Lexie Marshall, Penny, Cliff and Dannale Norris, and Kirsten Marshall

The members of one Blunt family have represented the community at ALA Girls State four times.

Penny Norris says that she attended American Legion Auxiliary Girls State in 1976, when the country was immersed in celebrating its bicentennial.

“It was a really big honor,” said Penny about being selected to go.

Penny says that it is her competitive nature that led to her applying to go to ALA Girls State. “It was kind of a competition,” said Penny. “They went by your GPA, and you had to write an essay.”

ALA Girls State was held at Dakota Wesleyan University in Mitchell, its home from 1947-1985, the year Penny attended. “We got up really early for flag-raising,” said Penny. “There wasn’t as much campaigning for office as there is now.” ALA Girls State moved from DWU to South Dakota State University, and in 2002, it moved to its current home, the campus of the University of South Dakota in Vermillion.

Penny recalls setting up a model South Dakota government. “I had studied ahead so I’d know what I was doing,” said Penny. “I’d read about it, but it’s easier to understand when you see it in action. To see the different workings of the government, I was very interested in all of that and had studied it, but to participate is a whole different deal.”

“We even had a session on filibustering. That was interesting.”

Penny says that what she enjoyed the most was the opportunity to “meet all these girls with similar interests.” Penny says that her family didn’t do a lot of traveling, so “to get out and see things, see how people dressed was exciting for a small town kid.”

Wanting her kids to experience what she had, Penny encouraged their participating in ALA Girls State.

“My mom said it was a good opportunity, and a way to meet people and learn about our state,” said Dannale Norris, a 2014 ALA Girls State delegate. “It was true.”

Dannale says that she ran for a few offices and was elected coroner for her city, but her favorite part was “being on the jury and being part of the court case.”

ALA Girls State participants held a mock trial of an actual case that had been heard in South Dakota. “It was interesting to see how our decision compared to the actual decision,” said Dannale. “My group was the only group to find the accused ‘not guilty.’ Every other group including the actual trial found them guilty.”

Enrolled at Northern State University with a semester of classes remaining before earning her degree in English and Creative and Professional Writing, Dannale says that ALA Girls State “definitely taught me how to study for college.” Dannale took the Law Enforcement test, something she still finds “really interesting.”

When Kirsten Marshall completed her junior year in 2017, Penny again encouraged her daughter to do ALA Girls State. “Mom said that if I wanted to go, I could go,” said Kirsten. “All my friends were going anyway, so I thought ‘might as well.’”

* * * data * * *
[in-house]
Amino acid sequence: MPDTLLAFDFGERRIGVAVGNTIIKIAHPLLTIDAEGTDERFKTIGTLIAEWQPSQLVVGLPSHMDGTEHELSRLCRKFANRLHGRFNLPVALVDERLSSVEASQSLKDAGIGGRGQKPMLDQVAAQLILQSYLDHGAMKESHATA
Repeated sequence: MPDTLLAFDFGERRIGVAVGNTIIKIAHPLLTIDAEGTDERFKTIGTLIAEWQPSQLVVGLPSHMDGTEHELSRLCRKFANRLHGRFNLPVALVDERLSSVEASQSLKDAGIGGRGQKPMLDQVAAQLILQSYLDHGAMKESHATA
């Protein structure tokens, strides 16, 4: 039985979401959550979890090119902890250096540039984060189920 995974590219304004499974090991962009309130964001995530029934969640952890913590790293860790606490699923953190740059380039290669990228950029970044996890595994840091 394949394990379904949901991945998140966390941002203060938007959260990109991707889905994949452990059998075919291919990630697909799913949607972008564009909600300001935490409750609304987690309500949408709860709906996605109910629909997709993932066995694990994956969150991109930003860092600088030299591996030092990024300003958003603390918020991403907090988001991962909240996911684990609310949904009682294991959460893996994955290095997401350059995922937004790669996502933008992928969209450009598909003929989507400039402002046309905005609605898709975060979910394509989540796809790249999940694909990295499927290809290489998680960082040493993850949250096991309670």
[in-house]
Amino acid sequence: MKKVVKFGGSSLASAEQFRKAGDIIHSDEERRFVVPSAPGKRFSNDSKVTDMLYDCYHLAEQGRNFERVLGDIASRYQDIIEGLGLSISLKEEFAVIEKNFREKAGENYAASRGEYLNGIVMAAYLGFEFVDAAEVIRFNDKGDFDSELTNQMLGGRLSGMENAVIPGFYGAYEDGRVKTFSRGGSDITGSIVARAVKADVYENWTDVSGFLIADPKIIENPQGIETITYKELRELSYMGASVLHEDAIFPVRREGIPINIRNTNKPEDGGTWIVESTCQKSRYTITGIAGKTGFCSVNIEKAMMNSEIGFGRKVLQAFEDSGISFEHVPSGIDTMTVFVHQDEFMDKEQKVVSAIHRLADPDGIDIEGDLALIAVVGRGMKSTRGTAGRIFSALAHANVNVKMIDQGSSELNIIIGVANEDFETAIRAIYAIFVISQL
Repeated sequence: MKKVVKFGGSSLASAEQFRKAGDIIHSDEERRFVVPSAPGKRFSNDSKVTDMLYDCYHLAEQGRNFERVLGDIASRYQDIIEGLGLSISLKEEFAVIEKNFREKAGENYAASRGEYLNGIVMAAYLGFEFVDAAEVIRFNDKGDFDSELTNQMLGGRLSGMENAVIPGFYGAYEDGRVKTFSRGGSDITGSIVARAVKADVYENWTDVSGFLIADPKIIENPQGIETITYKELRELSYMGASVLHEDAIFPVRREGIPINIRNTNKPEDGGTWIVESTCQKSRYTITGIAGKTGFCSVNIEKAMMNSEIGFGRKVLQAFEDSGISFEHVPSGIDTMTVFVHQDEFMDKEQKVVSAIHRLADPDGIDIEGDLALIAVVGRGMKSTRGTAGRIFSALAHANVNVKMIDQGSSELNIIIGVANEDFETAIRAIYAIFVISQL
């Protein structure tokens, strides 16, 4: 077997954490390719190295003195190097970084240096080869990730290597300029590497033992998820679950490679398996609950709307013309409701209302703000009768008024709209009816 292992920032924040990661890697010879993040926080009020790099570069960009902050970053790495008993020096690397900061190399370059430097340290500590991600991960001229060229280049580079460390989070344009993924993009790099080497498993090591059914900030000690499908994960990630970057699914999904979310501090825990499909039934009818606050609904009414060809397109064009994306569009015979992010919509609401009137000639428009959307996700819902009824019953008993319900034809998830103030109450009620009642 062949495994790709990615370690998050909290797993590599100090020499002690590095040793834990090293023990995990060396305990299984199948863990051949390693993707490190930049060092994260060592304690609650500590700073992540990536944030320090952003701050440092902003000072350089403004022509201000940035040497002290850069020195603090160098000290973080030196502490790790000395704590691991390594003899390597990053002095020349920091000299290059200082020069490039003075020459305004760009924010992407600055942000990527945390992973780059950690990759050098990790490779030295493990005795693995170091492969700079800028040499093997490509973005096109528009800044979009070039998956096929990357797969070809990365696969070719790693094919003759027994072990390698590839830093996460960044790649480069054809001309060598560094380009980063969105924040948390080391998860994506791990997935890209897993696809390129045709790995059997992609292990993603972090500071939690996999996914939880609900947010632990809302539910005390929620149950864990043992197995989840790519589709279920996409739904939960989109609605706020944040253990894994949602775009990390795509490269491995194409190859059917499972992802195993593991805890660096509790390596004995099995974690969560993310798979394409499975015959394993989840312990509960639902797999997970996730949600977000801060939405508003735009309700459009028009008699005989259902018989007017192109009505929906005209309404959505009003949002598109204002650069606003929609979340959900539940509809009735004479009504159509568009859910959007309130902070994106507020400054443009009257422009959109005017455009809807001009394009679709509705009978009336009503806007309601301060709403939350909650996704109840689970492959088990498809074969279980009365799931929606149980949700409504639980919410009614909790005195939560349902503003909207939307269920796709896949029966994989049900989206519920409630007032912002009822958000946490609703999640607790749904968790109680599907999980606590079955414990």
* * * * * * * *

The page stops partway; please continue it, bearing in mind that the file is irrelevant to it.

“I didn’t know much about it except what Dannale had said - that it was fun and that I would meet a lot of people there.”

Like Dannale, Kirsten says that she enjoyed the jury trial. “That was a cool experience I thought,” said Kirsten. “I really enjoyed that.” Kirsten also enjoyed the talent show, and meeting armed services personnel, including a service dog. “They had a rover with them, and a dog, and they showed what the dog could do,” said Lexi. It was pretty cool.”

“I didn’t run for office or campaign,” said Kirsten. She remembers that Kristi Noem during her tenure in Congress was one of the speakers she heard during ALA Girls State.

Kirsten is attending Lake Area Tech for Cosmetology. Of the eighteen month program Kirsten says “I like it a lot, actually,” and that she will “hopefully be done in December.” She runs into some of the girls she met while she was at ALA Girls State when she visits Dannale on the NSU campus, and “I still snap a few of them here and there.”

The latest in her family to represent Blunt at ALA Girls State is Sully Buttes senior Lexie Marshall, who commented, “They went and I thought I should, too.” 

Lexie says that she “helped people make campaign posters” and won her election for Law Enforcement for her city. “We told people what to do, which was kind of fun.”

The 2019 ALA Girls Staters learned about political parties, and although the candidate from her party was not elected Governor, Lexie says it was “okay because we liked the other person on the other team, too.”

Already aware of how laws are made, Lexie entered a bill “about making a pizza day – it didn’t pass.” The bill about declaring war on Boys State did pass, however.

Lexie stays in touch with her newly minted ALA Girls State friends through a snapchat group.

Their universal attendance at ALA Girls State is just one indicator of the family’s civic involvement. Penny and husband Cliff are Therapeutic Foster Parents and the family is a Therapeutic Family. Cliff for many years coached YMCA basketball and football. The Norrises volunteer at the Blunt Senior Center, and are involved in cooking and helping at the Sunday breakfasts there. Lexie was one of the Sully Buttes students who helped with the recent sandbagging efforts in Blunt. Both Kirsten and Dannale were cheerleaders as Sully Buttes students, and Dannale is a four-year cheerleader at Northern State University. Son Dusty has made the Dean’s List at Northern State University two years running. Several of their foster children are Blunt Junior Firefighter members. The family has hosted Boy Scouts and classes in safely handling and riding horses.